Also, be extra careful with scope creep in this step. Since you’re doing most of the work in this step clients will also be doing the most dreaming and they’ll be getting excited. If you don’t monitor their requests you could be doing a lot more work than you signed up for.
5. Beta Testing & Checklist
Hopefully, your project was 99% complete by the time you presented it for the beta test. If it was, the client should be thrilled and there should only be minor edits. I recommend providing them with a checklist so they can inspect the site. Providing a checklist guides them and encourages them to focus on the important things, like, is my business name spelled correctly and is the website functional. Most importantly, it directs them away from getting hung up on things like: I wish that video was in the left column, not the right column.
Providing a review checklist for clients encourages them to focus on the things that matter most
6. Final Testing & Checklist
If your project was 99% before beta and then you implemented all of their changes, then this step is more of a formality than a necessity. It’s just making sure all of their changes were implemented correctly and then putting a cherry on top. To save yourself a lot of heartache, make sure you have multiple people review the project before sending it back to the client. Or if it's just you, look over it today, then review it again tomorrow with a pair of fresh eyes. You don’t want things like typos or broken links to leave a bad taste this late into the game.
(RELATED: I've got 8 Digital Project Best Management Practices you don''t want to miss, check 'em out.)
7. Client Training
This step may or may not apply to you. If you’re managing Google Ads or creating content, there isn’t much to train clients on. If you’re setting up a website or automation system then this step is crucial, if done properly this step could lead to an ongoing retainer fee. Teach your client everything they need to know to be successful and simultaneously build value in your services. If you leave them with a smile on their face and feeling confident in your services then you’re building an ongoing relationship.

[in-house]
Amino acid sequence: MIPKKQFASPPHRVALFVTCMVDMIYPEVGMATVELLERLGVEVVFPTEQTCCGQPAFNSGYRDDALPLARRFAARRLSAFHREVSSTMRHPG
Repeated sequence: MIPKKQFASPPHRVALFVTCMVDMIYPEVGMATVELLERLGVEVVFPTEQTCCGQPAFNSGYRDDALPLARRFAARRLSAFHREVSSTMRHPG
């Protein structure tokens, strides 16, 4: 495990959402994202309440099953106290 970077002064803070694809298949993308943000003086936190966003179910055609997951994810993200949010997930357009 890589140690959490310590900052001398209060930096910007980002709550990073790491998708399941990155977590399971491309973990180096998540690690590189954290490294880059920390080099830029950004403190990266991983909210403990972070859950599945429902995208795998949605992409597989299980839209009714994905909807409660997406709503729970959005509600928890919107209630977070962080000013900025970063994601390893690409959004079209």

8. Go Live!
This step will look different for everyone, it just depends on your service offerings. Regardless of what you’re delivering though, use this as an opportunity to make sure nothing slipped through the cracks. You should have an internal checklist that you can use every time you get to the final steps of a project.
I provide a detailed and editable checklist in my Project Management online course. Take your checklist and customize it to include all of the “little things” that you might miss. Is the old website backed up? Did you remove all of the test copy? Did you double check DNS and MX records? Is the AdSpend right? Keep thinking of all the finishing touches and make a list so you never forget about them. Once your project passes the checklist, it’s time to go live!
There you have it, eight easy steps! Make sure you document as you go and stand your ground when it comes to scope creep. If you follow these steps, and my Best Management Practices, then you should be a project management superstar in no time.